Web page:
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The family of Pamela Turner, a Texas woman fatally shot by a police officer Monday night, said she was not a violent person and was known to help out around her community.
Turner, 44, was shot around 10:40 p.m. by the officer trying to arrest her at an apartment complex in Baytown, about 25 miles east of Houston, Lt. Steve Dorris, a Baytown police spokesman, said.
Authorities said the officer was patrolling the area and was "forced to draw his weapon and fire multiple rounds" after Turner grabbed his stun gun and used it on him. She was pronounced dead at the scene, police said.
Turner's family said at a news conference Thursday that she suffered from schizophrenia, after having been diagnosed with the mental illness many years ago.
Civil rights attorney Benjamin Crump, who is representing the family, said Turner was picking up trash in the neighborhood and putting it in dumpsters the night she was fatally shot, something he said she often did.
“She wasn't a violent person. She’s wasn’t a mean person," Turner's sister Antoinette Dorsey-James said. "She was a person who made friends quickly."
The fatal incident was recorded on social media and went viral, with some commentators questioning why the incident ended in Turner's death.
In the video, Turner is heard saying, "You're actually harassing me." She is on the ground and appears to reach toward the officer before he fires five shots.
In a Snapchat video of the incident, Turner is heard telling the officer that she was pregnant. Crump said Thursday they were ordering a private autopsy to determine if she was pregnant.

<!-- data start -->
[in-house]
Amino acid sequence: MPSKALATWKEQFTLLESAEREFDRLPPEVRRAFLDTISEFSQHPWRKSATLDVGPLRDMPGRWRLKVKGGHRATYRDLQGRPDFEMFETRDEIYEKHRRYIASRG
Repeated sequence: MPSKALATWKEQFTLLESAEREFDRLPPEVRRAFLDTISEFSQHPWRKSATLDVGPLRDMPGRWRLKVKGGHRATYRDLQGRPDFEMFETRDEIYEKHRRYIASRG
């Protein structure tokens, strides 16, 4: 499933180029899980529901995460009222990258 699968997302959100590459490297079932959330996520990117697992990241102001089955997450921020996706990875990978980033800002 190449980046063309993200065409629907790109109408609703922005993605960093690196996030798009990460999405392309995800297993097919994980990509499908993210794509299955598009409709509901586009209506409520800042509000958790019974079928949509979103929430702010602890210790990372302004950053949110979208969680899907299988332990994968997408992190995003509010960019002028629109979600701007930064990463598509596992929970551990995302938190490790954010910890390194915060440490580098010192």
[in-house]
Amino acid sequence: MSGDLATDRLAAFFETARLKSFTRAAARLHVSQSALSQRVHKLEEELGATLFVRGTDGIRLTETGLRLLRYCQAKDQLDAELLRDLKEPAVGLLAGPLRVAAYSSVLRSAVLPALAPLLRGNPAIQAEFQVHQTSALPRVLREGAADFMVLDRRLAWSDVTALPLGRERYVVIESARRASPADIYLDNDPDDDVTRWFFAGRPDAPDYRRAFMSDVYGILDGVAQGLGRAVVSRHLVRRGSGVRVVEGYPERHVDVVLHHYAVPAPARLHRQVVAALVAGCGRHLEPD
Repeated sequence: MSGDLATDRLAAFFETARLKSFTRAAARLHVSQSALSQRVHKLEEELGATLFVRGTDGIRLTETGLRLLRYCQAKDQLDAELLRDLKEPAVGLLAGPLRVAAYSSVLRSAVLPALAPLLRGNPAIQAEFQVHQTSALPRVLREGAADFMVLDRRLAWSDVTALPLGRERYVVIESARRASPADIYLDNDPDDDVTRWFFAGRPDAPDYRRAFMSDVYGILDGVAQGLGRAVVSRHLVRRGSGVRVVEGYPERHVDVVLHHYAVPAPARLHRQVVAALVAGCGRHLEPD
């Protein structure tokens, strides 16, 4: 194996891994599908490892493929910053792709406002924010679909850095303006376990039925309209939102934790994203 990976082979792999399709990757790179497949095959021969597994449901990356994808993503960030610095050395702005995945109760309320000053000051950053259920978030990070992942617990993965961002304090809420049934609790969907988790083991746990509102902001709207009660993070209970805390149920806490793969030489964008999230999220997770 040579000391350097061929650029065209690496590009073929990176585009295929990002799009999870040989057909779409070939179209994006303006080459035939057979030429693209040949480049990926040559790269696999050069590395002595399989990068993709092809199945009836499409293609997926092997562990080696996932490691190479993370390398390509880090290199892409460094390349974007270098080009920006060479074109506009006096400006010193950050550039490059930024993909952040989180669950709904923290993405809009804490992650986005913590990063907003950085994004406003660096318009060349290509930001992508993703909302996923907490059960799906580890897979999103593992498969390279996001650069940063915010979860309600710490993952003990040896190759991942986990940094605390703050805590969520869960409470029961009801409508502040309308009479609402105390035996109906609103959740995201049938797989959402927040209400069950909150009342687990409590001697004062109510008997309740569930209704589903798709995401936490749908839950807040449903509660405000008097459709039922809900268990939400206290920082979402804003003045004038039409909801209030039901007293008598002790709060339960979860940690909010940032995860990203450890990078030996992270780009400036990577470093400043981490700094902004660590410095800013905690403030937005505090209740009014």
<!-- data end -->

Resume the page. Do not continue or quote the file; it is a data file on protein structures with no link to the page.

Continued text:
Police told NBC News on Tuesday that she was not pregnant, although they did not specify how they knew.
Turner's son, Cameron January, and daughter, Chelsie Rubin, became emotional during Thursday's news conference as they talked about their mother.
“My mother was not an evil person, she was not a criminal," January said. "She was giving and caring ... she didn’t deserve this.”
Rubin said she had given birth just days before Turner was killed, and her mother never got the chance to meet her newest grandchild.
“My mom is not a horrible person. She’s so loving, she’s so caring," she said, crying.
Dorris said Tuesday that the officer involved in the shooting had dealt with Turner before and knew she had outstanding warrants.
According to Turner's family, the officer routinely patrolled the area and Turner had "several bad experiences" with him.
A funeral has not yet been announced for Turner, but Botham Jean's mother, Allison Jean, said at Thursday's news conference that she created a foundation in her son's honor and will use it to help Turner's family pay for expenses.
Botham Jean was fatally shot in September 2018 in his apartment by then-Dallas police officer Amber Guyger, who was arrested and later indicted on a murder charge. According to an arrest warrant, Guyger said she was returning from her shift and thought Botham's apartment was her own. Her trial is expected to begin in September.